(1.4 hours to learn)
Intuitively, two events are independent if the first event happening doesn't influence whether the second is likely to occur. Mathematically, some set of events are independent if the joint probability of some subset of the events decomposes into a product of the probabilities of the individual events. In statistics and AI, a probabilistic model often must make independence assumptions in order for things to be efficiently computable.
This concept has the prerequisites:
Core resources (read/watch one of the following)
→ Mathematical Monk: Probability Primer (2011)
→ Mathematical Statistics and Data Analysis
An undergraduate statistics textbook.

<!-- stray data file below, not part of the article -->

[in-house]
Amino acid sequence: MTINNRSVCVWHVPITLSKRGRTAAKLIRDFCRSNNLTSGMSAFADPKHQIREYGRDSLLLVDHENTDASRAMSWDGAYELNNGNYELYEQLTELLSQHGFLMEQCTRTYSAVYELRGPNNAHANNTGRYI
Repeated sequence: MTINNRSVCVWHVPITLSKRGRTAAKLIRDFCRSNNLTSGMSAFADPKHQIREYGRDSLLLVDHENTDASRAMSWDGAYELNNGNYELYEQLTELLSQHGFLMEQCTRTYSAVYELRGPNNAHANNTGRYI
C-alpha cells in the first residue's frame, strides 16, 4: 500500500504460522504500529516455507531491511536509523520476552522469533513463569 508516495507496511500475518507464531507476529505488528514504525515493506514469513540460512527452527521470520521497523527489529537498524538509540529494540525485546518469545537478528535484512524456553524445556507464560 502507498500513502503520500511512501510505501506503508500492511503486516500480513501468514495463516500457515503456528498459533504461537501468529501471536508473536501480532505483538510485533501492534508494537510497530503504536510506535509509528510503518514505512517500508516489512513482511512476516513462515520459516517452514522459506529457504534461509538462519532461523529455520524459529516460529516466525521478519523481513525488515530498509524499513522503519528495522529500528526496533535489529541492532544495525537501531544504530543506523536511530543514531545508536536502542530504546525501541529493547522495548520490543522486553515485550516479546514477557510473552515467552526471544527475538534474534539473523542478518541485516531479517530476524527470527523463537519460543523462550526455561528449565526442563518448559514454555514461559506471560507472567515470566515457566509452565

Location: Section 1.6, "Independence," pages 23-26
→ An Introduction to Probability Theory and its Applications
A classic introductory probability textbook.
Location: Section 5.3, "Stochastic independence," pages 114-117
→ Probability and Statistics
An introductory textbook on probability theory and statistics.
Location: Section 2.2, "Independent events," pages 56-64
→ A First Course in Probability
An introductory probability textbook.
Location: Section 3.4, "Independent events," pages 87-101
Supplemental resources (the following are optional, but you may find them useful)
→ BerkeleyX: Introduction to Statistics: Probability
An online course on basic probability.
Location: Lecture 2.1, "Independence"
→ Sets, Counting, and Probability
Online lectures on basic probability theory.
Location: Lecture sequence "Conditional probability"
→ Khan Academy: Probability and Statistics
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